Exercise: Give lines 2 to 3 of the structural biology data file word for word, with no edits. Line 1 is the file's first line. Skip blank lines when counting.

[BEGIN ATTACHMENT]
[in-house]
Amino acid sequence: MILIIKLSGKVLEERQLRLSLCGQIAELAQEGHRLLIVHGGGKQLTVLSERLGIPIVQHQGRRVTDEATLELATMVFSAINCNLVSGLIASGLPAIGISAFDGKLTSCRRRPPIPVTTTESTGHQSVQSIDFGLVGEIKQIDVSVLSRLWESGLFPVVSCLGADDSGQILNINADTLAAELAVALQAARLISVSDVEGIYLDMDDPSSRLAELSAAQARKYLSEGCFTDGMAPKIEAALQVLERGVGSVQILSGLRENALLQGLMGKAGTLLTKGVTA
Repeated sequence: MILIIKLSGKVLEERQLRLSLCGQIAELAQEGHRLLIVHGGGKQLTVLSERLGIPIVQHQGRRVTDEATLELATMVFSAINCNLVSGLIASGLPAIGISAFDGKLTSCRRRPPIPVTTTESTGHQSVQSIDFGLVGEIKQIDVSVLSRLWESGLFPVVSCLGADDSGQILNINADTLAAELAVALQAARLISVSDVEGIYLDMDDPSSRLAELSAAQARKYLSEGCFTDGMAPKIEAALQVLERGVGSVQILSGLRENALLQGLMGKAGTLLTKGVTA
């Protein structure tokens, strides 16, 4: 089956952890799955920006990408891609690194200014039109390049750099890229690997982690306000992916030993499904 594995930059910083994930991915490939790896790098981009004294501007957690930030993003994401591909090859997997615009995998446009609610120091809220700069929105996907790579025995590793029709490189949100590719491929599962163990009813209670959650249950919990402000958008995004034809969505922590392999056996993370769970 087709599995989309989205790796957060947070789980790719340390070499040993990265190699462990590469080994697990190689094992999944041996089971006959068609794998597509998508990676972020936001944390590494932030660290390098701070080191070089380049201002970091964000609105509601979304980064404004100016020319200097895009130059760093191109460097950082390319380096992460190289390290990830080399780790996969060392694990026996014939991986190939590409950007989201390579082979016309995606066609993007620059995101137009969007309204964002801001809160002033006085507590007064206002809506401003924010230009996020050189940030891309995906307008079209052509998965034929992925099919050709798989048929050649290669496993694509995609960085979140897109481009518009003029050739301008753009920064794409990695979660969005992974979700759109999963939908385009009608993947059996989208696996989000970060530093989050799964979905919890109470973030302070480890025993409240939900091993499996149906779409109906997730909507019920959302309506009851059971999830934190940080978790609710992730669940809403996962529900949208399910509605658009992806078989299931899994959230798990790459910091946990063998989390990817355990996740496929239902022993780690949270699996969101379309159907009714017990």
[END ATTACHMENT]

Amino acid sequence: MILIIKLSGKVLEERQLRLSLCGQIAELAQEGHRLLIVHGGGKQLTVLSERLGIPIVQHQGRRVTDEATLELATMVFSAINCNLVSGLIASGLPAIGISAFDGKLTSCRRRPPIPVTTTESTGHQSVQSIDFGLVGEIKQIDVSVLSRLWESGLFPVVSCLGADDSGQILNINADTLAAELAVALQAARLISVSDVEGIYLDMDDPSSRLAELSAAQARKYLSEGCFTDGMAPKIEAALQVLERGVGSVQILSGLRENALLQGLMGKAGTLLTKGVTA
Repeated sequence: MILIIKLSGKVLEERQLRLSLCGQIAELAQEGHRLLIVHGGGKQLTVLSERLGIPIVQHQGRRVTDEATLELATMVFSAINCNLVSGLIASGLPAIGISAFDGKLTSCRRRPPIPVTTTESTGHQSVQSIDFGLVGEIKQIDVSVLSRLWESGLFPVVSCLGADDSGQILNINADTLAAELAVALQAARLISVSDVEGIYLDMDDPSSRLAELSAAQARKYLSEGCFTDGMAPKIEAALQVLERGVGSVQILSGLRENALLQGLMGKAGTLLTKGVTA